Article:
Of course, not all of us are Steve Jobs or Mark Zuckerberg. Still, understanding when giving all your attention to your business is the right move is critical.
4. Real-World Experience
Do you have any real-world experience in the industry you plan to pursue? Your answer to this question will go a long way to determining the value of a college degree.
Hands-on experience equips you with the knowledge to respond appropriately to a variety of situations and to know when you’re moving in the right direction.
If you plan to start a business without any formal education, you might first gain some experience by taking on a job or internship in your field of interest. You could even start your company as a side gig during this time.
An apprenticeship or internship is likely to help you in the long run, while volunteer experiences can also help you gain insight on the industry, its patterns and its trends. Entrepreneurs who never went to college have said that the hands-on experience gave them clarity in managing their own business. It’s a quick route to better knowledge.
You can start a business with or without a degree, but experience will bring you closer to success.
5. Financial Stability
Now we come to the brass tacks. Both college and business tend to be sizable investments. If you don’t have the money for one, you probably don’t have the money for the other.
Having said that, starting a business is often considerably cheaper than four years at a decent college. Assuming you have a solid business idea, it’s wise to create a business plan, laying out your expenses, logistics and required financing, to know exactly what’s feasible for you.
Understanding the cost is crucial before pursuing a new business opportunity. There are numerous examples of students working in an industry or on the fringes to fuel their entrepreneurial journey. There is no right or wrong here.
Getting your degree should be your focus if you’re not confident about your entrepreneurial vision or success. At the same time, if you’re strongly motivated to devote all your energy and resources to developing your business, then you might take a leap of faith.
If you’re already enrolled in a degree program, you might want to check with your college about its leave-of-absence policy, so you can come back should your business not work out.
6. Support System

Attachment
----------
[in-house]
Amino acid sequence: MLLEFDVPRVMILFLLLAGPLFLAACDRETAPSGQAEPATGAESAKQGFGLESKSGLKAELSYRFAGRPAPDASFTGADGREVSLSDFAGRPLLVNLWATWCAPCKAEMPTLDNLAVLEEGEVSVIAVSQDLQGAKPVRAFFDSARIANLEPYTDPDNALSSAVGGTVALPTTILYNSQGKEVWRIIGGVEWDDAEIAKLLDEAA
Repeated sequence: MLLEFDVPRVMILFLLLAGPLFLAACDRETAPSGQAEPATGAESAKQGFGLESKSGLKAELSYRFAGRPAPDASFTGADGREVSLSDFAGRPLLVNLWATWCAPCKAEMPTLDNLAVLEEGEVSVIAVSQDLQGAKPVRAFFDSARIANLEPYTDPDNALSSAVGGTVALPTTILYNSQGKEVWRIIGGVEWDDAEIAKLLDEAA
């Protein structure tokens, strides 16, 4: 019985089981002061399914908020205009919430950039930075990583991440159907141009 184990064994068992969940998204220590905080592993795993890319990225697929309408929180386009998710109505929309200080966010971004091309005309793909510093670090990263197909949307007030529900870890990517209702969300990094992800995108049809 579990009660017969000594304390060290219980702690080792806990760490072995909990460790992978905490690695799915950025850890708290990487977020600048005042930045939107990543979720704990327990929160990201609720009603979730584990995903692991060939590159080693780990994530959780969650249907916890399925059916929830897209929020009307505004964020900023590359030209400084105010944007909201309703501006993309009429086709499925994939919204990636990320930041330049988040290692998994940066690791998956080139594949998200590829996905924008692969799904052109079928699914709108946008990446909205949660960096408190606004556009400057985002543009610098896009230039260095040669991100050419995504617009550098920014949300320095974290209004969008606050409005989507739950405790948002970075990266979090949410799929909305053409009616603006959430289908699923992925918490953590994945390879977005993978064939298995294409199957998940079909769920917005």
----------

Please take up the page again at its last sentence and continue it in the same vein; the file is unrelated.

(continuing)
Even if you get all your entrepreneurial ducks in a row, launch your business and feel secure in terms of financing, there will more than likely come a time when you will need to lean on a friend, for moral, financial or emotional support. Even for self-starters, entrepreneurship is not a solo flight.
Successful business owners always acknowledge the contribution of friends, family, and business partners.
If you don’t have close family members or friends, you can always join online groups related to your industry or that support small business owners.
It’s always helpful to connect with others on a similar journey, and learn from their successes and failures. It’s also wise to surround yourself with savvy, educated people to serve as mentors.
7. Reason(s) to Drop-out of College
Finally, ask yourself, is there anything keeping you in college? Maybe you’re fascinated by a new professor or intrigued by your latest management course. It might be a good idea to follow that thread and see where it leads.
But if, on the other hand, college has little appeal and you can’t stop thinking about your brilliant business idea, then maybe it’s time to move on and start your entrepreneurial journey.
Think carefully. Weigh the pros and cons. Consider the value of investing your time and resources into a degree or an MBA as opposed to building your own business. Which seems more valuable to you?
Keep in mind that dropping out of college without a decent reason is no more ludicrous than continuing to study when you have a great business idea.
Don’t drop out of school because it’s ‘cool’, or because Steve Jobs did it. Do it if you have a legit business plan.
Entrepreneurship can be a passport to financial freedom. But that freedom won’t come without hard work and sacrifice.
If you want to be a business owner, the first step is to start thinking rationally. That’s a prerequisite for any budding entrepreneur.
Once you do that, start thinking about when and how to start your business. Weigh your options realistically and then make a choice based on your environment and circumstances.
Whether you start a business with or without a college degree is secondary. First and foremost is to evaluate your drive and commitment, your knowledge and experience, and the value of your entrepreneurial idea.